Although I am absolutely incredulous over this fact, I’m 55. I work as a government technical information specialist with the library at NASA Goddard. I’ve mostly spent the last 15 years managing the book, journal, and database/search engine collections and resources. Before getting into the library field, I got an M.S. in geology, mainly dealing with planetary topics: impact cratering and lunar soils. Another grad student and I worked on soils from Apollo’s 15 and 17, including a portion of this sample from the Station 6 boulder: http://store1.yimg.com/I/skyimage_1839_1990028

I grew up in Huntsville Alabama. My father started working for the Von Braun team in 1954, moved over to NASA Marshall in 1960 and stayed until he retired in 1990. I think, but am not entirely certain, that he fabricated and assembled the mechanical solar system model (orrey) that was a prop in the short films on space exploration that Walt Disney produced in the mid-50’s. He also fabricated some parts for the rocket that launched Explorer 1. From one end of our yard we could look out some 10-12 km to the Saturn V engine test stands for the several hot firings that were conducted at Marshall. I’ve seen 3 launches: the second unmanned Saturn V from some VIP stands (but not at the VAB); STS 8, and as we were driving south on past the Cape during a family vacation to Florida, a rocket took off, catching us completely by surprise. I later found out that it was Mariner 7!

One final comment, to echo what RedSky said – I attended a number of the Lunar and Planetary Science conferences in Houston in the 70’s. One of them was the 1979 meeting, which happened a few weeks after Voyager 1 flew past Jupiter. The poster sessions were the first chance that many of us had to see better photos of the planet and satellites than the grainy half-tone images in the newspapers. So all of you “youngsters” with your fancy-schmantzy web and jpegs and tiffs of Mars and Saturn on your computer screens every morning, you don’t know how easy you have it. In my day we actually had to drive or fly to other places to see that kind of stuff! biggrin.gif

And PaleBlueDot – this may not be your kind of music but here is a clip of a song Pale Blue Dot http://vinylkings.com/palebluedot.htm .
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mike
post Apr 19 2005, 04:36 AM
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I'm 28, and I've always been interested in the exploration of space, anything interesting, really. Space is nice because it is vast, infinite maybe, and so anything you can imagine probably exists, or did exist, or will exist, and amazingly enough, we can even fly up there and take a look for ourselves.

I got my B.S. in software engineering technology (designing and implementing software, basically), but I lost interest in that pretty quickly. Writing business apps so someone else can maximize their profit margin is not for me. smile.gif And I have a sneaking suspicion that we'll run out of software to write, anyway.

I've moved on to fiction, turning my creativity to something a bit more human than an endless string of 1s and 0s, and I have a feeling my novel will soon be published, though I suppose it's technically feasible that there might possibly be some miniscule chance that I may be wrong, perhaps.

It's interesting to see the wide cross-section of people who peruse the boards.. oh yeah, and I vaguely remember seeing pictures from Voyager, I think, in National Geographic, but as far as remembering the actual events I only really remember Challenger. I had actually forgotten completely about Pathfinder until the MERs started getting coverage and the media brought it up. I doubt I'll forget about the MERs, though. smile.gif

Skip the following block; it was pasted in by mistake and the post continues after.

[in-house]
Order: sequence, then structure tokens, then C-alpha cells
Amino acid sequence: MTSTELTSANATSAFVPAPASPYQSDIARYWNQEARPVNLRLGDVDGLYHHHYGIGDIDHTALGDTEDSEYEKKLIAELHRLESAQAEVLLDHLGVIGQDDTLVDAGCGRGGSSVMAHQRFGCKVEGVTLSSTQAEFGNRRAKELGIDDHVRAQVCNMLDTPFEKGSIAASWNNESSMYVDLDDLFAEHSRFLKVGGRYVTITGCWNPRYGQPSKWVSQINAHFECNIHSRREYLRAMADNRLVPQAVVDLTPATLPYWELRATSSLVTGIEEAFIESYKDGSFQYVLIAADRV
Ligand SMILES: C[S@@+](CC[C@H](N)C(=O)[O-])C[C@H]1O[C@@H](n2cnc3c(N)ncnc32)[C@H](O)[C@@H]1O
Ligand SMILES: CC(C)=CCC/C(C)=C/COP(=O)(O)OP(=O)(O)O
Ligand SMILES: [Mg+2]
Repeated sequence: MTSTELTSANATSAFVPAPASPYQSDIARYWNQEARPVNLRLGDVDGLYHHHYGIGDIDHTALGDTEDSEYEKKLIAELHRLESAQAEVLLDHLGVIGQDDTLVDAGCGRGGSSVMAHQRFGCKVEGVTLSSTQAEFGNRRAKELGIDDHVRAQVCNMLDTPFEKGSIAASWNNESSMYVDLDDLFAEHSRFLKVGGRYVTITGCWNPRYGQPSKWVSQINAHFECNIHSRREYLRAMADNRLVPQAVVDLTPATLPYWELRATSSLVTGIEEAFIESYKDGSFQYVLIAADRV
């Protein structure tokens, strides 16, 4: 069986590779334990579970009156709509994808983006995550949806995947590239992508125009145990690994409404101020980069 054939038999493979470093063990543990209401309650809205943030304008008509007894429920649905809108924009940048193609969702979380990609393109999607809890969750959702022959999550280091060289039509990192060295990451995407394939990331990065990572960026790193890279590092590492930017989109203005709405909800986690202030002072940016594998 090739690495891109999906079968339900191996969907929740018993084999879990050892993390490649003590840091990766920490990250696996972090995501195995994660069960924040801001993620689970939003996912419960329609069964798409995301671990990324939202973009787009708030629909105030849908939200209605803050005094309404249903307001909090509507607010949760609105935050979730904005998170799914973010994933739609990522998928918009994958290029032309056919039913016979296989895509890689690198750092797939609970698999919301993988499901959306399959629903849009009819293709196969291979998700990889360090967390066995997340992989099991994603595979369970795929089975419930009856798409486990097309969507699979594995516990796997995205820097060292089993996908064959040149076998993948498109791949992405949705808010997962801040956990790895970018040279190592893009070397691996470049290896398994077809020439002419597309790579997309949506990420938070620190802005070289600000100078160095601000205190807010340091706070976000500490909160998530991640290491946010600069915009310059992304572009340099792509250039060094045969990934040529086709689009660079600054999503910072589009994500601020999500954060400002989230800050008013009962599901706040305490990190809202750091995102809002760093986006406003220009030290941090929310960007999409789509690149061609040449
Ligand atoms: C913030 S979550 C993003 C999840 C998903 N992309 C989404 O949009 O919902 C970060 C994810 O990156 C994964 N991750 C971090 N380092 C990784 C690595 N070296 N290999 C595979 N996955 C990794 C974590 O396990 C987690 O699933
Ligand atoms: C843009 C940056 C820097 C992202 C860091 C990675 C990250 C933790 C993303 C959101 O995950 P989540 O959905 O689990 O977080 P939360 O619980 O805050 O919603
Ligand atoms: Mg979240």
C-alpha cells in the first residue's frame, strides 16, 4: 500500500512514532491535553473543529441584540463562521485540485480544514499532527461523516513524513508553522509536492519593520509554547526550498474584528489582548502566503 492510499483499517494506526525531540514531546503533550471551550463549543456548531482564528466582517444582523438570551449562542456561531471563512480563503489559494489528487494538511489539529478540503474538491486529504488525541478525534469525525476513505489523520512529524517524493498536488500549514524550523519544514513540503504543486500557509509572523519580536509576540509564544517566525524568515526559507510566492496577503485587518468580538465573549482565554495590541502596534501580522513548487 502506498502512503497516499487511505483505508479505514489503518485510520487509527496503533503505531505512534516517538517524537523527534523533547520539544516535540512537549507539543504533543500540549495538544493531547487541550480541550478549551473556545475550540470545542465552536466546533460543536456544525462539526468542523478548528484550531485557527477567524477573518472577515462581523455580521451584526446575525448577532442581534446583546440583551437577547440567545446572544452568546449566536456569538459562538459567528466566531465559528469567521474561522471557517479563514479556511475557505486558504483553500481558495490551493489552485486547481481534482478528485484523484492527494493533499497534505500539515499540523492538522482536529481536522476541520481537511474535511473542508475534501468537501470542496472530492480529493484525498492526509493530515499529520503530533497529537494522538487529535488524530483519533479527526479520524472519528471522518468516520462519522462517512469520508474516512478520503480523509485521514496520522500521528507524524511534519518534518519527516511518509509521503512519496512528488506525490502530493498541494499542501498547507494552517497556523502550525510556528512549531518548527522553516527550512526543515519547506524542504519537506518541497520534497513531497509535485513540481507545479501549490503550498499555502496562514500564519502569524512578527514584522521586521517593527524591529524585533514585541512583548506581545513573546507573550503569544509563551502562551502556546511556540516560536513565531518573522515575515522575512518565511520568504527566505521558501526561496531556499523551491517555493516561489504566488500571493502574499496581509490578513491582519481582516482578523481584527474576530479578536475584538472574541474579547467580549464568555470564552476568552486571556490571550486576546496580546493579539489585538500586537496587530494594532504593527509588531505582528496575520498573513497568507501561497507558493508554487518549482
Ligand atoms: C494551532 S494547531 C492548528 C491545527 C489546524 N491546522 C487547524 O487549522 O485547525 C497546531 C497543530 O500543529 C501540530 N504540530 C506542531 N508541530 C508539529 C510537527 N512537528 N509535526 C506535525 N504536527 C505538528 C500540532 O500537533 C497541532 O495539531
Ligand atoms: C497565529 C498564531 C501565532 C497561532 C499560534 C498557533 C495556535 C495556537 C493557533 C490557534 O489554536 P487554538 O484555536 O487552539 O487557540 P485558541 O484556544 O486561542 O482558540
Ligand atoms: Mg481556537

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CosmicRocker
post Apr 19 2005, 05:28 AM
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Wow! When Nasaman58 started this topic, I never guessed it would reveal so much of the underlying fabric that makes this the best space forum on the web today. No wonder the quality here is so high. There is a huge diversity of people from all walks of life and from all over the planet, all with one deep-seated desire...to understand the universe around them and to communicate with like-minded individuals. What an amazing community this is.

I wasn't here when this forum started, but Doug created something almost magical here, and I feel privileged to have found it.

OK. I was thinking that I was going to win the oldest member award, at roughly 54.60239 years old. I shaved some of the precision off of that estimate, since I really don't remember the exact hms of my birth date, nor the exact time I will publish this. Regardless, it appears I am one of the older members.

I am a geologist by training and at heart, though I have been working for the past dozen years as an environmental engineer for a chemical company. I have been interested in space for as long as I can remember. I recall my father taking me outside to look toward the sky, hoping to see Sputnik after just turning 7 years old. I remember Dad bringing home a sample of the (I think aluminized mylar) material the Echo satellite was made from, and going out to look for it. I remember waking in the morning to run out to find the newspaper so I could (hopefully) find the close-up pictures of the Moon from one of the Ranger missions. You can't imagine how devastating the news was to my young self, when the newspapers revealed that yet another Ranger Probe had entirely missed the moon! sad.gif

Oh, but when they finally did hit it. I was hooked for life. As you can tell, I could probably go on for ages about this stuff, but I think this is getting long enough.

I chose my screen name (CosmicRocker) because of my love of rocks and the wonderful information they contain. Rocks from other worlds are even more interesting. Beyond that, my favorite rock band from my grad school years was the Moody Blues. They had a popular hit back then called "Veteran Cosmic Rocker."


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...Tom